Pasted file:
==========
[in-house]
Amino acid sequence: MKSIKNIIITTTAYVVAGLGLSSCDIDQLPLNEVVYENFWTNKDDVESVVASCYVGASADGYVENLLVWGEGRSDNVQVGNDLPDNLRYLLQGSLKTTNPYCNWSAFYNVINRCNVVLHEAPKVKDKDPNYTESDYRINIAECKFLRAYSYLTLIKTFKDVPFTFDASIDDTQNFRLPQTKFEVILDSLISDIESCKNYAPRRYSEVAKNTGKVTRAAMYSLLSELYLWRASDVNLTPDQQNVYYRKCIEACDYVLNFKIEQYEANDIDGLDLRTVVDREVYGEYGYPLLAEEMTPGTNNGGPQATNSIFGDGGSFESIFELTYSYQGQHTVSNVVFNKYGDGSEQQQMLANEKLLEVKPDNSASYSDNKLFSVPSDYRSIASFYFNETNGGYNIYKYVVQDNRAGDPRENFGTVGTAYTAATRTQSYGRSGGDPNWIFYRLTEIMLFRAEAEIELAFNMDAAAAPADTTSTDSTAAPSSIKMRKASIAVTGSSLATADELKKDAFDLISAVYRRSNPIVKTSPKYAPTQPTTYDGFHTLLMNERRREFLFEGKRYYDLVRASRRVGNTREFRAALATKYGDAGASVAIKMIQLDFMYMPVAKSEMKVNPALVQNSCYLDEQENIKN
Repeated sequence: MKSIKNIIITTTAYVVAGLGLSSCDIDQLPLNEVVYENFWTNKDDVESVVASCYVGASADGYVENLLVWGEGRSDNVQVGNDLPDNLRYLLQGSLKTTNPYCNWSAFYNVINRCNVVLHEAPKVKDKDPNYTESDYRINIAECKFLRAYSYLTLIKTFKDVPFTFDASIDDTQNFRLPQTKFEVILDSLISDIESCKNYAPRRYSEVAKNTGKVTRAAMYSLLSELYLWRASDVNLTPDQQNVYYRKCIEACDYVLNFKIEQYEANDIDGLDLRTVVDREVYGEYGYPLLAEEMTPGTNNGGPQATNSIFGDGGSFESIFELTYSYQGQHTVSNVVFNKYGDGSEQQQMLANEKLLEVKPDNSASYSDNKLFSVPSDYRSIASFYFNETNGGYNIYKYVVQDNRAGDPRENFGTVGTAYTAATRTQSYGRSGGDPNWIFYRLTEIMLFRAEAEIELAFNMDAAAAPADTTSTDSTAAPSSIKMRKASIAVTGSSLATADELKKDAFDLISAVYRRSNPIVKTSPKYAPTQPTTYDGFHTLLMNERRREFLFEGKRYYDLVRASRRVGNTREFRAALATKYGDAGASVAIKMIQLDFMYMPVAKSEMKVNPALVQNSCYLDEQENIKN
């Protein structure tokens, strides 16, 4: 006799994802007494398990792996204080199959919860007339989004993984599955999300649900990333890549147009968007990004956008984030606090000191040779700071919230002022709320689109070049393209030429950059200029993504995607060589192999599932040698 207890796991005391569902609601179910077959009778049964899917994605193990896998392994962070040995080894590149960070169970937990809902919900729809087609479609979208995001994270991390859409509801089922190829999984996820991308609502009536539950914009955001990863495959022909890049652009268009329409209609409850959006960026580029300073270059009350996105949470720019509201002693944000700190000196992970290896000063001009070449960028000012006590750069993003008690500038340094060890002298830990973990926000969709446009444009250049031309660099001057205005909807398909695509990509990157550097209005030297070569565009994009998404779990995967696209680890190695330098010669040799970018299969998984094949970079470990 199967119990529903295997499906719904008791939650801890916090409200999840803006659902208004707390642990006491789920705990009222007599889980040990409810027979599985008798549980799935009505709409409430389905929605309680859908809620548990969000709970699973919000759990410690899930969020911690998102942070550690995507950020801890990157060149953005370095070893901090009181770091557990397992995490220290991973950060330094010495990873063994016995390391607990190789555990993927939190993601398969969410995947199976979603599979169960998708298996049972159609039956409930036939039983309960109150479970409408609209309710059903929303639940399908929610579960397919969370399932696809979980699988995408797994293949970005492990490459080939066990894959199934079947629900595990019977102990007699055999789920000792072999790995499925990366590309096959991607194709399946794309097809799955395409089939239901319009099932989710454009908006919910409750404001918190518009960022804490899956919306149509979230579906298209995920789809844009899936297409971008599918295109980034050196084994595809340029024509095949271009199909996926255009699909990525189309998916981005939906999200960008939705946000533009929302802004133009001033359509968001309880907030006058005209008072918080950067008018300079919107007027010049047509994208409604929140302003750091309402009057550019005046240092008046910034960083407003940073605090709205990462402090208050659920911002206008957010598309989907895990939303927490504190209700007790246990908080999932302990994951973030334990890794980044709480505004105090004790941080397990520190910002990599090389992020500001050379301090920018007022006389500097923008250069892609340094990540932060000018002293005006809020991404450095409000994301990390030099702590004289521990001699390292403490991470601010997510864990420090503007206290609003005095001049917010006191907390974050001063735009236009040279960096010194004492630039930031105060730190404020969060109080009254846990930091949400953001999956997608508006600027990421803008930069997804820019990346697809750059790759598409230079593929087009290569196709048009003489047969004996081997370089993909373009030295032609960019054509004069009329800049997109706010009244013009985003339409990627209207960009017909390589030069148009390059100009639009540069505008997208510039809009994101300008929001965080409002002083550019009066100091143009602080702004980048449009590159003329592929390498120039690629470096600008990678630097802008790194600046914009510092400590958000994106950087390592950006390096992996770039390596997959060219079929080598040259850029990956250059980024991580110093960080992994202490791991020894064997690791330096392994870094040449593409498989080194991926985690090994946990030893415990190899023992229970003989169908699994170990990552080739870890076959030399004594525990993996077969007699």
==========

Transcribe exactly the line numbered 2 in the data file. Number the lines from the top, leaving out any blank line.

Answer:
Amino acid sequence: MKSIKNIIITTTAYVVAGLGLSSCDIDQLPLNEVVYENFWTNKDDVESVVASCYVGASADGYVENLLVWGEGRSDNVQVGNDLPDNLRYLLQGSLKTTNPYCNWSAFYNVINRCNVVLHEAPKVKDKDPNYTESDYRINIAECKFLRAYSYLTLIKTFKDVPFTFDASIDDTQNFRLPQTKFEVILDSLISDIESCKNYAPRRYSEVAKNTGKVTRAAMYSLLSELYLWRASDVNLTPDQQNVYYRKCIEACDYVLNFKIEQYEANDIDGLDLRTVVDREVYGEYGYPLLAEEMTPGTNNGGPQATNSIFGDGGSFESIFELTYSYQGQHTVSNVVFNKYGDGSEQQQMLANEKLLEVKPDNSASYSDNKLFSVPSDYRSIASFYFNETNGGYNIYKYVVQDNRAGDPRENFGTVGTAYTAATRTQSYGRSGGDPNWIFYRLTEIMLFRAEAEIELAFNMDAAAAPADTTSTDSTAAPSSIKMRKASIAVTGSSLATADELKKDAFDLISAVYRRSNPIVKTSPKYAPTQPTTYDGFHTLLMNERRREFLFEGKRYYDLVRASRRVGNTREFRAALATKYGDAGASVAIKMIQLDFMYMPVAKSEMKVNPALVQNSCYLDEQENIKN